|The confluence of the Nile at Khartoum|
For the last four weeks I've been working and travelling through Northern Sudan, not only missing a great chunk of the bitter British winter but also gaining valuable experiences along the way. I flew into Khartoum on January 7th where I had a couple of hours to see some of the city, including the confluence of the Nile.
|The temple of Akhenaten at Sesebi|
I was based at Sesebi on the west bank of the Nile just north of the Third Cataract, which was the site chosen by Akhenaten for a colonial temple-settlement during the early part of his reign, working as part of a joint University of Cambridge and Austrian Archaeological Institute mission. The three surviving columns of the tripartite temple, dedicated to the Theban triad, are the most recognizable elements of the site, though it is also still possible to see the associated settlement, storage magazines and enclosure wall of Akhenaten amongst evidence of earlier 18th Dynasty occupation. Sesebi was excavated between 1936 and 1938 by the Egypt Exploration Society, who published short reports of their findings but did not publish their work in full. Whilst at the site I worked on the documentation of the Sesebi New Kingdom ceramic corpus, which allowed me to gain an in-depth knowledge of a wide variety of vessels and their manufacture, as well as to question their precise function in antiquity.
|Sunrise on Sai Island|
I also found time for several site visits with my colleagues from Sesebi. The first of which was to Sai Island, where a New Kingdom settlement and an Ottoman fort are still well preserved. Sai is probably the most picturesque place I can say I have ever visited, and we were lucky to have arrived when very few biting flies were in residence due to the harsh winds! I then travelled on to Amara West, the site of a Ramesside settlement and cemetery currently under investigation by the British Museum. Both Sai and Amara West are situated to the north of Sesebi and so were within an hour's drive of the site.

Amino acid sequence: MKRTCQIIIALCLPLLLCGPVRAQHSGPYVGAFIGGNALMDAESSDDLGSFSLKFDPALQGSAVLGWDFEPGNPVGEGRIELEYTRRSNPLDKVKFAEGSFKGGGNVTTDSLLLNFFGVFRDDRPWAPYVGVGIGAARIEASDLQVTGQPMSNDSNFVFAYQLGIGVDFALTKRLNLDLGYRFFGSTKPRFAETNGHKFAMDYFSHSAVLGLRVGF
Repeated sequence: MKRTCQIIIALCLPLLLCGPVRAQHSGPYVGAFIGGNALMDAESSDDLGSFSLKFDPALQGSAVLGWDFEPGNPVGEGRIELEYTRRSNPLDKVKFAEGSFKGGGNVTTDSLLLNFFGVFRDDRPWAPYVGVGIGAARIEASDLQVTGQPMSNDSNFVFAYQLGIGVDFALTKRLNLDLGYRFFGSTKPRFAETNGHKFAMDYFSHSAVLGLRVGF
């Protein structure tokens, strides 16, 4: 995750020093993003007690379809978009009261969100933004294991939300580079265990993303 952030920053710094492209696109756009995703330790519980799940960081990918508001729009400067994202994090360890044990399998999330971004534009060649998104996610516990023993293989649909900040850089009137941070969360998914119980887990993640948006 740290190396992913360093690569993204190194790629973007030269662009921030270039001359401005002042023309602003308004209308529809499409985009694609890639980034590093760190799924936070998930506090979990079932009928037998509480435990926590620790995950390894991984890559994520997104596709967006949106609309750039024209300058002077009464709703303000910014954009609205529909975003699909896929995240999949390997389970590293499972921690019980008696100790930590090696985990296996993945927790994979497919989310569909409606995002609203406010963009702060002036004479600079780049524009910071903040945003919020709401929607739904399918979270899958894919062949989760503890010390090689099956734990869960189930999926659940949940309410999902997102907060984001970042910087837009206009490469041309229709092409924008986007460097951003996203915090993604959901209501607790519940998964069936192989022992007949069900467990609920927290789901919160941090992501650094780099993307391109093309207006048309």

|The temple of Amenhotep III at Soleb|
On the second day trip we headed to the temple of Amenhotep III at Soleb, which was an hour's drive north and is comparable in some aspects of style to Sesebi, and the temple of Queen Tiye at Sedeinga. This visit was a personal highlight for me as both of these sites had played a major role in my BA and MA research into the art and architecture of Amenhotep III. Soleb is the site of a sandstone temple dedicated by Amenhotep III to Amun-Re and to his own deified form, Nebma'atre Lord of Nubia, together with New Kingdom and Merotic cemeteries. Sedeinga was the site chosen by Amenhotep III for a sandstone temple dedicated to the cult of his principal queen, Tiye. The temple itself lies in ruins, with only a single column left standing, though it still remains a spectacular sight alongside a large Merotic cemetery. Both Soleb and Sedeinga preserve many inscribed blocks, several of which, despite their beauty, are unfortunately being slowly destroyed as a result of graffiti. This day finished with a visit to Gebel Dosha, where after climbing up the rock face we were rewarded with a rock-chapel of Tuthmosis III and several New Kingdom rock stelae carved into the gebel. We also met several caravans heading back on the desert roads containing hundreds of camels!
|The temple of Queen Tiye at Sedeinga|
The final day on site meant a brief visit to Gebel Sese, around 1km walk from site, where impressive mud and stone architecture dating to the Medieval and Ottoman periods can be seen by hiking up to the top, which is also the best place to get a panoramic view of Sesebi itself. The next day meant a ten-hour road journey to Khartoum, and then a flight back to Heathrow which thankfully was allowed to land despite the conditions in London!
|The top of Gebel Sese, looking down onto Sesebi|